But just as solar generation hardware advances, so do the possibilities opened up by the new world of IoT that will see $50 billion worth of assets connected to the internet by 2020.
Real-time, big data-informed intelligence and analytics are set to redefine solar performance and productivity expectations by automating and optimising predictive maintenance and monitoring across every item of solar plant hardware. The outcome is reduced costs and downtime – plus greater productivity – in an industry where replacing just one faulty part has previously meant days of disruption and lost output.
The lack of data and smart use of data has historically translated into lost profit for solar projects – for example: contingency reserves around 5 per cent of capex, overspend on data-blind operation-and-maintenance contracts around 8 per cent of revenue, and/or kWh losses between 1-3 per cent of revenue. The increased performance, and lower costs offered by digitalisation is changing the game for the solar industry, and further strengthening its position in the global energy lineup.
As the solar PV market expands exponentially – alongside the complexities of ever-larger farms and challenges around grid stability – plant developers, investors, owners, and operators are looking for ways to minimise risk and deliver the best return.
That’s why the industry is evolving to embrace integrated systems, an approach central to the way GE interacts with the full width of the utility-scale solar PV ecosystem. It means GE is working with customers to bring turn-key electrical solutions from the Solar Module to the HV substation including PV modules, inverter, balance of plant, SCADA plant control, grid compliance and HV substation connections along with working with local companies to deliver the complete Solar EPC offering in Vietnam. GE adds to that a fully flexible digitally enabled service offer to guarantee long-term performance.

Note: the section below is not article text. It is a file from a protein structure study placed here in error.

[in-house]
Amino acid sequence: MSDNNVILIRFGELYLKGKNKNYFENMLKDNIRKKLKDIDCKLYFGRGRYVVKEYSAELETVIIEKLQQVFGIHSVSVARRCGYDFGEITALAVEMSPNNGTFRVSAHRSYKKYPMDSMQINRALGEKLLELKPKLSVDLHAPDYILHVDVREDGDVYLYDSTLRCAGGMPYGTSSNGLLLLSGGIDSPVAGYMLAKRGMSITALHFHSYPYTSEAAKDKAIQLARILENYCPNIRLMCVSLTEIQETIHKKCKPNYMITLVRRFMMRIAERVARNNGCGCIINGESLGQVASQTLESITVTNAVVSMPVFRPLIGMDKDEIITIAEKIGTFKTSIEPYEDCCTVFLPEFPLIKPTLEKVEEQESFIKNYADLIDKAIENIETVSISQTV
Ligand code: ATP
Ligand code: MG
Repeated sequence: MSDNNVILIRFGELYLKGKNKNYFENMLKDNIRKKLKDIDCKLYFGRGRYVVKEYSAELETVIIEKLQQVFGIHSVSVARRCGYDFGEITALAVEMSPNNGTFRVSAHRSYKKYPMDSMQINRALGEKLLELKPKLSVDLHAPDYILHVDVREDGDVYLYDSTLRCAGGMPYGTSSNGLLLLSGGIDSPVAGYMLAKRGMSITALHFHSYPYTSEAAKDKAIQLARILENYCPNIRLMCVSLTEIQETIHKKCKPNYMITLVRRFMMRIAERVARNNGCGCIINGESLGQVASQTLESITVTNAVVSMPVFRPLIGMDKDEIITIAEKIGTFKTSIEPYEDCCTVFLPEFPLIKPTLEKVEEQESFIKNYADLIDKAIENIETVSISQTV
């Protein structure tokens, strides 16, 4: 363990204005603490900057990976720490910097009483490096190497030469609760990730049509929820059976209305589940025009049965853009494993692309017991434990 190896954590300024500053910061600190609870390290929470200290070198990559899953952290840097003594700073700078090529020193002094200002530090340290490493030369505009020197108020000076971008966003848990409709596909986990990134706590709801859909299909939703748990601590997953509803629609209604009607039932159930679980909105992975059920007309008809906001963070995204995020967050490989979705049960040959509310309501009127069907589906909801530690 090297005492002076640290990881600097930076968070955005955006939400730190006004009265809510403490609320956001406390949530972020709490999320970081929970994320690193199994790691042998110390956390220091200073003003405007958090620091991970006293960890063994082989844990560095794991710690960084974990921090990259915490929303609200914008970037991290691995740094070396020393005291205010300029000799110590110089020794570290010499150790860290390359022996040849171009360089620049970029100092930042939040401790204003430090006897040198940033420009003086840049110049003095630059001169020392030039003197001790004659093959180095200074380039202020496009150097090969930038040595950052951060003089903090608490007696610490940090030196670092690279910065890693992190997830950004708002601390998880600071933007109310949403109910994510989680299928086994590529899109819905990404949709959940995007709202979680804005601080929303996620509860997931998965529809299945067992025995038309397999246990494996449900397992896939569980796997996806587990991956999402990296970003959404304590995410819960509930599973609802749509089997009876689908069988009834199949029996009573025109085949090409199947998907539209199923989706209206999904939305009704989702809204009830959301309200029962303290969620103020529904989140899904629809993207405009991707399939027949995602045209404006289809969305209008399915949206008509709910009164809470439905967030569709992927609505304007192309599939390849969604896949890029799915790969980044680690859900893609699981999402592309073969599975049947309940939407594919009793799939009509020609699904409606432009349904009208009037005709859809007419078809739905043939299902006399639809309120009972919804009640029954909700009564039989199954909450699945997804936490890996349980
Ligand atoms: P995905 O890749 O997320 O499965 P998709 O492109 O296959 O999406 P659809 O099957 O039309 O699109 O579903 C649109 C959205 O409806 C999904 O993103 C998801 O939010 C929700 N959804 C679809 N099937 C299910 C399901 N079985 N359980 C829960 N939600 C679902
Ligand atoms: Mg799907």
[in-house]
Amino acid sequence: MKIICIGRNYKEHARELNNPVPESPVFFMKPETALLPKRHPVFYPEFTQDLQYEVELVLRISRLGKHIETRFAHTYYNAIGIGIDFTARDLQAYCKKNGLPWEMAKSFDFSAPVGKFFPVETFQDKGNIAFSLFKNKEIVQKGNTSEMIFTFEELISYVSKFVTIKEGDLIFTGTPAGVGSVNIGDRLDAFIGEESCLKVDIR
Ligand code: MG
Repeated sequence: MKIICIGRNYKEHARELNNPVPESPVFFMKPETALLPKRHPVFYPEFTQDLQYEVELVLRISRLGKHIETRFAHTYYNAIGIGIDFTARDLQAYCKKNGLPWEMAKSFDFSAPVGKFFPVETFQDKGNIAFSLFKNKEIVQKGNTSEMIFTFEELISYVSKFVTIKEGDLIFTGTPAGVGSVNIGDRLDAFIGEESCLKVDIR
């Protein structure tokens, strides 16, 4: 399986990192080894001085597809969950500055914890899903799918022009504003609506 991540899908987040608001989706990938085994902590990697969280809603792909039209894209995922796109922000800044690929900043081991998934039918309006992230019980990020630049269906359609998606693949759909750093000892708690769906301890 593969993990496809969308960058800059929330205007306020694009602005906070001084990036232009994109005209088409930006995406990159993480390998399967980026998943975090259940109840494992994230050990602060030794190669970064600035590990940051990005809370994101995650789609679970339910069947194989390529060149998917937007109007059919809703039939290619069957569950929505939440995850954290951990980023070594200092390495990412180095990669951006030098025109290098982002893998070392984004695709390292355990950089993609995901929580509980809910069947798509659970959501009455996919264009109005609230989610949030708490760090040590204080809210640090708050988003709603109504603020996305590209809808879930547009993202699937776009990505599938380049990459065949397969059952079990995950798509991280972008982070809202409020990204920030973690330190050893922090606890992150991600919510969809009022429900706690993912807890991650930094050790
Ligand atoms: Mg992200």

Opportunities on the horizon
Similar to Vietnam, Dubai in the United Arab Emirates is one of the best places to generate solar power thanks to the city’s abundant and strong sunlight. GE is helping Dubai Electricity and Water Authority to build a massive solar power plant in the desert surrounding Dubai.
The plant, called Mohammed bin Rashid Al Maktoum Solar Park, is a three-stage project. Upon completion in 2030, it will be the largest such installation in the region, generating up to 5,000MW.
The second stage of the project, which uses GE technology, is now generating up to 200MW of electricity. This should be enough to power more than 30,000 homes and offset 250,000 tonnes of carbon dioxide every year.
However, the ambient temperature in Dubai reaches 50 degrees Celsius, making it a significant challenge for engineers to create a construct that can withstand such harsh conditions. One of GE’s major advantages in extreme environmental conditions is GE inverters, which can operate at high temperature with very high efficiency.
As GE’s 1,500v inverters enable a simplified farm design and require less plant infrastructure compared to its 1,000v peers, it will be used in the third phase of the solar park and help produce energy at 2.99 US cent per kWh, which will be the cheapest form of energy in Dubai, overtaking traditional fuels.
With reliable solar technology, GE is helping Dubai to unlock the sun’s power and change the fuel source equation. In a similar fashion, GE is committed to bringing in the latest technology and best practices to drive the Vietnamese solar power market forward.